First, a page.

Erik Ohlson hearing

Erik Ohlson arrives at the Teton County Courthouse in Driggs on Thursday, May 9 for a motions hearing in advance of his sentencing for felony first-degree murder of Driggs resident Jennifer Nalley in July 2016. He was sentenced to 25 years to life in prison on Friday, May 10.

DRIGGS — Erik Ohlson was sentenced Friday to 25 years fixed for the 2016 murder of Driggs resident Jennifer Nalley.

The sentencing came after two days of testimony in the Teton County Courthouse.

Judge Bruce Pickett sentenced Ohlson on the count of murder in first degree to life in prison with a minimum of 25 years and for the count of voluntary manslaughter, Judge Pickett sentenced Ohlson 10 fixed up to 15 years with the sentences to run concurrent. Ohlson must serve at least 25 years before he is eligible for parole.”There are some things beyond dispute,” said Pickett just before issuing his sentence. “That night you sent a text saying you were going to kill Jennifer Nalley. You loaded up a pistol and you were drinking. You drove from Jackson over the pass. It’s clear you drove to Jennifer Nalley’s house and walked up to her house with a loaded pistol and shot her. It’s clear that you murdered Jennifer Nalley that night. It’s clear you drove away and crashed your car. It doesn’t matter what was texted or said to you. It doesn’t matter what was said to you. You did not have the right to take lives.”

The courtroom was again full on the second day of the sentencing hearings as both the defense and the Teton County Prosecutor Billie Siddoway called witnesses to the stand prior to the sentencing.

Siddoway called Idaho State Police Detective Matt Wall whose testimony largely recounted the evening that Nalley was murdered at her grandparents’ home in Driggs. The defense objected multiple times to the showing of images from the crime scene and of Ohlson’s arrest the evening of the crime, but was overruled. Siddoway had Wall read text messages from Ohlson one of which read, “I’m praying for a miscarriage or an abortion. If not one of us will wind up dead.”

Other correspondence suggested that Ohlson wished for Nalley’s death and that he would be the one to murder her.

The defense called two members of Ohlson’s family including his mother, Virginia Ohlson, and his sister, Kristin Ohlson. As Virginia testified Friday morning, Kristin sat in the back of the courtroom quietly crying while some members of the Jackson Hole Roller Derby team, of which Nalley was a member, sat in front of Ohlson’s family wiping away tears.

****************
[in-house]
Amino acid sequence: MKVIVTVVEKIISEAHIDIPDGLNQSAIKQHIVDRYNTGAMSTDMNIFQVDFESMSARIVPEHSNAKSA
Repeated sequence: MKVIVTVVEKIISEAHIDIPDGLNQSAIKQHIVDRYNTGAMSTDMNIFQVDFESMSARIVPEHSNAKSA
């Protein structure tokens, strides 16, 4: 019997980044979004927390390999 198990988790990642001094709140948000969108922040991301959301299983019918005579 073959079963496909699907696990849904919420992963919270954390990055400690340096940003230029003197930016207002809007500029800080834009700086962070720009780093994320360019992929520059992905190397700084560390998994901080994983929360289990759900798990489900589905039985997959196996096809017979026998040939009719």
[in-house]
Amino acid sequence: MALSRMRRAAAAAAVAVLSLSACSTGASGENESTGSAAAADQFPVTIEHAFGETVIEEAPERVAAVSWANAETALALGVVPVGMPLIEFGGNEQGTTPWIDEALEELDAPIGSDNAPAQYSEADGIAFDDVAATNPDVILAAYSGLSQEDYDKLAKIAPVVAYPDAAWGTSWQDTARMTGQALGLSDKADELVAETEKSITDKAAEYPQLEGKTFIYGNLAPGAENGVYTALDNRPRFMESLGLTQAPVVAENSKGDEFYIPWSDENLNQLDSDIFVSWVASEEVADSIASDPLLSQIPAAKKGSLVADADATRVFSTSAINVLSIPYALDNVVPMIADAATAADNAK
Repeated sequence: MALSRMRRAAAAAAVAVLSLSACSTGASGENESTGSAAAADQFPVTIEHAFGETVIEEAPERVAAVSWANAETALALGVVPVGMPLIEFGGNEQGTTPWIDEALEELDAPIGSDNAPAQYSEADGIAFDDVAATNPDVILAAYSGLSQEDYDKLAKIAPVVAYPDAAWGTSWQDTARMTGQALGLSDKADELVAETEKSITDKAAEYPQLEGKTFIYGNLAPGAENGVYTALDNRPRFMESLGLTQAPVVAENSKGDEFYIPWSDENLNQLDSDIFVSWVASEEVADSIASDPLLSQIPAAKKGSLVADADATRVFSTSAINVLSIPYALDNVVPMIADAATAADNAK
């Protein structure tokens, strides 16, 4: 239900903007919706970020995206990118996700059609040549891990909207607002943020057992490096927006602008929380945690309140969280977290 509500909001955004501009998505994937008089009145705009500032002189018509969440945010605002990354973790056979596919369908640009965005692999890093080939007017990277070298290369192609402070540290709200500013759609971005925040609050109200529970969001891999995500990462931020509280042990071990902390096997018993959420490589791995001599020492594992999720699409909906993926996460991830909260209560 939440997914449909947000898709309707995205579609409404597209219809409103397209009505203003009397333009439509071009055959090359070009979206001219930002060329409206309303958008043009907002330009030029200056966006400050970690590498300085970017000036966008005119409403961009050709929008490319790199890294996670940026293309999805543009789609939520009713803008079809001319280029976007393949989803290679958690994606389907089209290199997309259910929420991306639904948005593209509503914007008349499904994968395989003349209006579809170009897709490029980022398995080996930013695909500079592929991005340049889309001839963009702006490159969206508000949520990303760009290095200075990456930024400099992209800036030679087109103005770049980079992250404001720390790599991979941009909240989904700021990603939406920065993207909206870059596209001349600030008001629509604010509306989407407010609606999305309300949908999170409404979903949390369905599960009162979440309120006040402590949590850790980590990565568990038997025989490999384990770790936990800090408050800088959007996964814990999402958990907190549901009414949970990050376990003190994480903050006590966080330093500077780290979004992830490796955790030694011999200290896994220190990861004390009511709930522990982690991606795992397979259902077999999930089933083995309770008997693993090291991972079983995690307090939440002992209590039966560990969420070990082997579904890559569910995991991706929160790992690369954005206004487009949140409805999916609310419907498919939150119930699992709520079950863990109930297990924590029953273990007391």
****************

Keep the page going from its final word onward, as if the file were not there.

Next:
Family and friends of Nalley sat in the courtroom, some wearing T-shirts with a photo of Nalley that read, “Remembering Jennifer Nalley Forever.”

The defense worked to convince the court that Ohlson should receive the minimum sentence of 10 years.

Jennifer Nalley’s parents watched the proceeding via Skype. A victim impact statement was presented through the Victim Advocate of Bingham County, Susan Nalley — no relation to the victim’s family — and then a video was presented of Nancy and Jack Nalley, Jennifer’s parents.

”I spent a lot of hours thinking about this,” said Jack on the large screen in front of the courtroom. “I’m not a well-educated man. I was never a man of many words, so trying to verbalize the impact of my only daughter, the first grandchild, my best friend, my favorite person on the planet — it’s hard. The senselessness of it, I just don’t comprehend it. There is nothing but sadness. I never thought an old guy like me could cry as much as I do.”

Both Jack and Nancy asked life in prison for Ohlson without the possibility of parole.

Archibald teared up at the end of the argument and said, “It’s my responsible and my obligation,” to do all that he can for his client as he continued to ask for the minimum sentence for Ohlson. John Thomas stood and asked for mercy for his client.

Siddoway said in her closing argument that the court impose the maximum punishment of 15 years for the death of the unborn baby and fixed term of 40 years for the death of Nalley.

“I’ve done something that I can’t take back,” Ohlson said just before sentencing. “It’s insignificant. Saying I’m sorry will never be enough. No matter the remorse or regret I’m ashamed of myself and ashamed of my actions.”

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